I've Been A Film Enthusiast as Long as I can remember. I Suffer from the Same Disease Leonard did in Memento.
Just to be clear, this Hunted review is not a review of last March’s mediocre horror/thriller The Hunt. This is a completely different mediocre horror/thriller. Instead of starring Betty Gilpin and Hilary Swank, this movie stars European actors I’ve never heard of until I run into them in a skeezy European hostel when quarantine is over.
I’ll look at them like I kind of recognize them. They’ll walk over to me and ask if I want an autograph or a selfie. I’ll say no because Hunted really isn’t that good.
Then I’ll feel bad and fake like I want a selfie then “accidentally” delete the picture from my phone.
Yes, but some people are easily confused.
Not you (your name here), of course. You’re a totally smart human being and thank you for wearing a mask while reading this review, unlike Karen.
Anyway, the synopsis to this review can be done in one sentence, so here goes.
Not sure the blue really matches with the red.
A young woman runs for her life through a forest as she’s hunted by two killers.
Yes, that’s really it.
Longer Synopsis to Pad the Word Count
Hunted opens with a woman (Simone Milsdochter) and her young son (Ryan Brodie) around a campfire. She’s going to recount a prologue that’s somehow relevant to the movie we’re about to watch.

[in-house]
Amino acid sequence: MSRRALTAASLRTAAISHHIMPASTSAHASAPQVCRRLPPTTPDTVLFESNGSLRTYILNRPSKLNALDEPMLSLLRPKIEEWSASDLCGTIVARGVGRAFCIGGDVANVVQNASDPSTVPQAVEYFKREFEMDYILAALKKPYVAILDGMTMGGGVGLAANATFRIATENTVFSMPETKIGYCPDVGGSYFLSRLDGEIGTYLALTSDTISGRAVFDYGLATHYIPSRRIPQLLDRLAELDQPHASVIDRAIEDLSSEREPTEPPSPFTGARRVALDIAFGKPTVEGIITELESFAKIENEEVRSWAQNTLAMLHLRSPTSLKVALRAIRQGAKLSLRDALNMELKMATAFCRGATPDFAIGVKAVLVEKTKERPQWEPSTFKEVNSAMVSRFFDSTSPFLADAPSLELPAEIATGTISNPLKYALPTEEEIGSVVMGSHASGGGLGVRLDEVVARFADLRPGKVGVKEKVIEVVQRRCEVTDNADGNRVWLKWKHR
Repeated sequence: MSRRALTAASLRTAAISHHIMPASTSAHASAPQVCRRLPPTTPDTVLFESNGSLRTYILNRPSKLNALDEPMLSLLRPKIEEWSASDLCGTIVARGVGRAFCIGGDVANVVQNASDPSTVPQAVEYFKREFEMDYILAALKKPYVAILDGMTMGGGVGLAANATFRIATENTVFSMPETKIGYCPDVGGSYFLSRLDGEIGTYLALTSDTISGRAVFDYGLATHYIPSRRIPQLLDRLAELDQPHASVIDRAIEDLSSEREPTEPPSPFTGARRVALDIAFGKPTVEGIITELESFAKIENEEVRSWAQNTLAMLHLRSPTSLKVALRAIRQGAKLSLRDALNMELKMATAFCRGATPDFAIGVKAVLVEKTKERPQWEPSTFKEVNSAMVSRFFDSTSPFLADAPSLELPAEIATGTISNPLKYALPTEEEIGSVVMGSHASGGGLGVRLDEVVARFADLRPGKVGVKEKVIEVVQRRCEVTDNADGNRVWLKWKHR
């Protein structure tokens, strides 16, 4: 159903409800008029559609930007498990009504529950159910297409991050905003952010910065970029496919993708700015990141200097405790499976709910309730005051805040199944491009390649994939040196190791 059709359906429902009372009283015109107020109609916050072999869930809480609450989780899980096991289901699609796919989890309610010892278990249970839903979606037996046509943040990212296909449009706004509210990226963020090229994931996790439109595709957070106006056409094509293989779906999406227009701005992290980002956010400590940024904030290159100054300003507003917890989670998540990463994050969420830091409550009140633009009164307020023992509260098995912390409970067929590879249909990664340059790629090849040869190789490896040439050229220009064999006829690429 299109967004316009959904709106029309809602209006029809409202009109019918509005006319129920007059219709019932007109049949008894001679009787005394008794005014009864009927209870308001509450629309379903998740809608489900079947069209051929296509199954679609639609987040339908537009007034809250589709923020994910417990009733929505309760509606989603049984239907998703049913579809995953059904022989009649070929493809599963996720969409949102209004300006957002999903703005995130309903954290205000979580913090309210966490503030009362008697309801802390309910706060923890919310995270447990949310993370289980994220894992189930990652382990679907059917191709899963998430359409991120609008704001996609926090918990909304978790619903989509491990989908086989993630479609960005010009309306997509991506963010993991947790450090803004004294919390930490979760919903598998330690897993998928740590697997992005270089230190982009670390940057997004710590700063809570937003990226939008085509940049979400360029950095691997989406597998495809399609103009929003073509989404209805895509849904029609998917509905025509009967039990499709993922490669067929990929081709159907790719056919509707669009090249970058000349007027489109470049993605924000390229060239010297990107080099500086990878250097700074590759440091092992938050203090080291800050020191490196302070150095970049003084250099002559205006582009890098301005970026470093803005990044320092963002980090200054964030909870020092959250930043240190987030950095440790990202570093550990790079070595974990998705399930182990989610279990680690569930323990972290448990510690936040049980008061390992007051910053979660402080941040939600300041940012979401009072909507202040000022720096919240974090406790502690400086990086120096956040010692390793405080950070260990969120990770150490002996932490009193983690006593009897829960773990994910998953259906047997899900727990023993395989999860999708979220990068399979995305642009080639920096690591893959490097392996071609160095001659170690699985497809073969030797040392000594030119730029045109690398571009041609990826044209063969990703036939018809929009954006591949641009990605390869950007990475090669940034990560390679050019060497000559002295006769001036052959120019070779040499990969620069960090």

I guess. But rest assured this prologue isn’t as long as the one in Wonder Woman 1984.
Though it does feel like it. I’ll shorten it way down…
A woman named Wolf Girl prays for help as she’s about to get killed by a bunch of men. Wolves save her. Hence the name (“The company of wolves is better than the company of men”).
Hunted really opens as we meet our soon to be hunted heroine Eve (Lucie DeBay, looking like Jessica Chastain’s blonder sister with a European accent). She’s overseeing a construction site and it doesn’t look like things are going well. Her D-bag of a boss is threatening to replace her if she doesn’t get it together. Eve’s got a deadline and the odds are stacked against her.
I know. No one leaves their phone anywhere unless it’s a really bad and obvious plot point. But we’ll buy it because…
No, we don’t buy it because no one f*cking leaves their phone in a hotel.
This should be your first clue this movie will not meet your expectations.
Anyway, phoneless Eve is at the bar and is getting hit on by a douchey European guy. I think we’re in Europe somewhere so they’re all just European guys. Eve’s good at resisting guys’ advances. She’s just wants to be left alone without her phone .
Hope nothing happens.
A helpful guy (Arieh Worthalter- his character is literally named The Guy) helps Eve fend off douchey guy (see the difference?). Eve and The Guy hit it off. Eve noticed The Guy earlier on the dance floor and thought he had some pretty sweet moves.
Spoiler- The Guy is an awful dancer with some of the whitest f*cking “moves” I have ever seen. But since we’re asked to believe a person would forget/leave her phone, let’s suspend our disbelief again and just say these are super keen dance moves.